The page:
Thomas Farines –
Ahead of the 2018 FIFA World Cup semifinals, we look at some of the unsung heroes at the tournament. Up first is France’s left-back Lucas Hernandez.
In the months ahead of the final selection for the France squad for the 2018 FIFA World Cup in Russia, France head coach Didier Deschamps had already most of the players selected in his mind with only doubts in certain positions.
Deschamps has been consistent with his squad selection and only adding or removing players based on form and to keep the balance of the team, the famous groupe France. At no point in his role as a national team manager, he selected players that could break this balance, one of the reasons why players like Frank Ribery or Karim Benzema have failed to appear in his list over the past few years.
One of the positions in which Deschamps was not wholly sure was the left back position of his usual formation. One solution that came for Deschamps squad selection is Atletico de Madrid’s defender, Lucas Hernandez. The young Marseille-born defender was a late choice, only appearing for the first time in a French call-up in March 2018 for friendlies against Russia and Colombia.
Lucas Hernandez could have played for both France and Spain
Although Hernandez was a regular in France’s youth national team, it took him a while to decide to play for his father’s country while his younger brother Theo still has not decided – both were eligible to play for both France and Spain. Before he decided to join Deschamps squad, Lucas had filled all the paperwork to request the Spanish citizenship to play for La Roja.
To accept a potential call for the Spanish national team, he would have to renounce his French citizenship because Spain only allows the citizens of certain countries to have double citizenship. France came close to losing the player who is now the first choice on the squad that has been doing remarkable stuff at the World Cup. Like Aymeric Laporte before him, Hernandez chose to play for Deschamps and now is only one game away from reaching the World Cup final.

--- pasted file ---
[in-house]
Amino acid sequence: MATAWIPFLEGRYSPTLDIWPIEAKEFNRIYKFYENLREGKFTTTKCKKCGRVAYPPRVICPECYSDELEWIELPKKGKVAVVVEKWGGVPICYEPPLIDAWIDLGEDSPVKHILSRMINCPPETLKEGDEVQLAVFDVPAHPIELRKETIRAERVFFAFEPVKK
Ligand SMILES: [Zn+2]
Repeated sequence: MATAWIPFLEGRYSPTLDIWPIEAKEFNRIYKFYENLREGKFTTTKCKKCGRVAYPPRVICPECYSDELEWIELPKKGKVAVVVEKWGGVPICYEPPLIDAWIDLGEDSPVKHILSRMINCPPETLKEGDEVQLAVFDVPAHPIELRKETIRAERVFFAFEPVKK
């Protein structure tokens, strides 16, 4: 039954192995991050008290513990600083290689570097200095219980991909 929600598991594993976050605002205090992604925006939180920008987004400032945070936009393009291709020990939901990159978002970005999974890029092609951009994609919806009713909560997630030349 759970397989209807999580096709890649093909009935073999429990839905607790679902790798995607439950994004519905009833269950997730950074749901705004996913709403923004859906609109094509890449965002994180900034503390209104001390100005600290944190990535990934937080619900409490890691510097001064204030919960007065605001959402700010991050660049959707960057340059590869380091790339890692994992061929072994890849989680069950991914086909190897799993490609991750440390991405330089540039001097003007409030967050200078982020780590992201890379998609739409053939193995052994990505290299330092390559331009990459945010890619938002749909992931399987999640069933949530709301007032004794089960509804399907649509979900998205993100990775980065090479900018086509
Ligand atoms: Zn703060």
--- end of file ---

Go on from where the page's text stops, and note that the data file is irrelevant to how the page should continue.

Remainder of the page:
The son of former Marseille and Atletico de Madrid defender Jean-Francois Hernandez, Lucas made his debut for Atlético during the 2014/15 season. A polyvalent player Hernandez can play both as a centre-back or left back – the position that he is currently playing for Les Bleus.
A family rivalry?
The relationship between Hernandez and his club coach is a strong one with both Simeone and Hernandez being quoted praising each other and is part of the reasons why unlike his younger brother that signed for arch-rivals Real Madrid, Lucas decided to stay at ‘home’.
Our colleagues from SB Nation blog Into the Calderon have an interesting article about the family history and the new rivalry between brothers, one that might be taken onto the national level if Theo ends up in the Spanish national team.
An intelligent player, Lucas Hernandez has used his speed and combativity for France and has been amongst their most regular and exciting players during the tournament both defensive and offensive wise. Having not only defended well but also collaborating with an assist for Benjamin Pavard’s goal against Argentina.
Being coached by Diego Simeone since his debut for Atletico de Madrid, Hernandez is known for his aggressiveness, his constant sacrifice for the collective and the self-confidence but also by a touch of vice.
Vice that he might have learned from his coach Diego Simeone or some of his South American teammates at Atletico de Madrid, and differently from other players in this World Cup this vice has been extremely helpful for the French national team results.
If before the World Cup, Lucas spot in the first team was only due to the lack of form of Benjamin Mendy he has now cemented his position. To quote Simeone, “Hernandez has opened the door for himself in Didier Deschamps’ mind.” We will see him next in action against Belgium.
Thomas holds an MA in Middle Eastern Politics at King’s College London and currently works in Greece as a project leader for Aniko. His MA research is on the relationship between football and politics in Beirut. Thomas’ career led him to several opportunities in sports in general, having worked for the United Nations Office on Sport for Development and Peace and in the football industry in London. Born in Toulouse, Thomas has lived most of his life between Florianopolis (Brazil), Toulouse and London and Thessaloniki which helped him develop some language skills. Thomas firmly believes in the power of football as a tool for social development. Follow Thomas on Twitter @thomasfarines